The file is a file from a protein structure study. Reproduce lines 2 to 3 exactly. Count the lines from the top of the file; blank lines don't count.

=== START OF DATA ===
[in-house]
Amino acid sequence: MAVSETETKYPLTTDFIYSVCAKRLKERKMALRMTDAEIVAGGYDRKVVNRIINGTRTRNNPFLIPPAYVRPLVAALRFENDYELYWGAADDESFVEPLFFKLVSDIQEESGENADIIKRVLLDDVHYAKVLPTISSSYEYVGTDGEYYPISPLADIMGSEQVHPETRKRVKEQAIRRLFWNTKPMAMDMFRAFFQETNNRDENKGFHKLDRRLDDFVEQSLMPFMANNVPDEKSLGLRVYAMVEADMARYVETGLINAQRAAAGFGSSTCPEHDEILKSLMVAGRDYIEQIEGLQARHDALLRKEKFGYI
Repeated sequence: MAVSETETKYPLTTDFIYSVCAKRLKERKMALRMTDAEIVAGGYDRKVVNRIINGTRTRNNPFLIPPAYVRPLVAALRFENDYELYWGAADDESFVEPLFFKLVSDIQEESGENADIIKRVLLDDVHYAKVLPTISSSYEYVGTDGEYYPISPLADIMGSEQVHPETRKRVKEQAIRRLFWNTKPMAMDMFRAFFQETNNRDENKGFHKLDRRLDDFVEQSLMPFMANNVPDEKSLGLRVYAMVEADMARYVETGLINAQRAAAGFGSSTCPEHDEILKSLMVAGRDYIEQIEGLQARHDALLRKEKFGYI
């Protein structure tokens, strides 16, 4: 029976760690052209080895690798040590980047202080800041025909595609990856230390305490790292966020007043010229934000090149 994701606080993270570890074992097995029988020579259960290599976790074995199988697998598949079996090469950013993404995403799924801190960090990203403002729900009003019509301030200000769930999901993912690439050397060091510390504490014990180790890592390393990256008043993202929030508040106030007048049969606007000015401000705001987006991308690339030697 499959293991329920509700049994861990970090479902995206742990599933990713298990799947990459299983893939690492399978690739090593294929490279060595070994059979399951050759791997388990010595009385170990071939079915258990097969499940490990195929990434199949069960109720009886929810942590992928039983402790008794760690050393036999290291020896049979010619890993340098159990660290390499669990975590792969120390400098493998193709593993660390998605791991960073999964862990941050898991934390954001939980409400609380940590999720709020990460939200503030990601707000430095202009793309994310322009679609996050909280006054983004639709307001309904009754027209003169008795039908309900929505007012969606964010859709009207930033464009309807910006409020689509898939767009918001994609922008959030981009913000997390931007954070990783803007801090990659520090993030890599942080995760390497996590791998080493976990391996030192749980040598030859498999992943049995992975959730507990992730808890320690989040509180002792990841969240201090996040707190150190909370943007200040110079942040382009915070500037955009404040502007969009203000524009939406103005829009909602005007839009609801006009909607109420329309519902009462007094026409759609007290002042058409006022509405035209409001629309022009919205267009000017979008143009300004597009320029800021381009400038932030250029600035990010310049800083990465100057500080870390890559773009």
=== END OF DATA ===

Amino acid sequence: MAVSETETKYPLTTDFIYSVCAKRLKERKMALRMTDAEIVAGGYDRKVVNRIINGTRTRNNPFLIPPAYVRPLVAALRFENDYELYWGAADDESFVEPLFFKLVSDIQEESGENADIIKRVLLDDVHYAKVLPTISSSYEYVGTDGEYYPISPLADIMGSEQVHPETRKRVKEQAIRRLFWNTKPMAMDMFRAFFQETNNRDENKGFHKLDRRLDDFVEQSLMPFMANNVPDEKSLGLRVYAMVEADMARYVETGLINAQRAAAGFGSSTCPEHDEILKSLMVAGRDYIEQIEGLQARHDALLRKEKFGYI
Repeated sequence: MAVSETETKYPLTTDFIYSVCAKRLKERKMALRMTDAEIVAGGYDRKVVNRIINGTRTRNNPFLIPPAYVRPLVAALRFENDYELYWGAADDESFVEPLFFKLVSDIQEESGENADIIKRVLLDDVHYAKVLPTISSSYEYVGTDGEYYPISPLADIMGSEQVHPETRKRVKEQAIRRLFWNTKPMAMDMFRAFFQETNNRDENKGFHKLDRRLDDFVEQSLMPFMANNVPDEKSLGLRVYAMVEADMARYVETGLINAQRAAAGFGSSTCPEHDEILKSLMVAGRDYIEQIEGLQARHDALLRKEKFGYI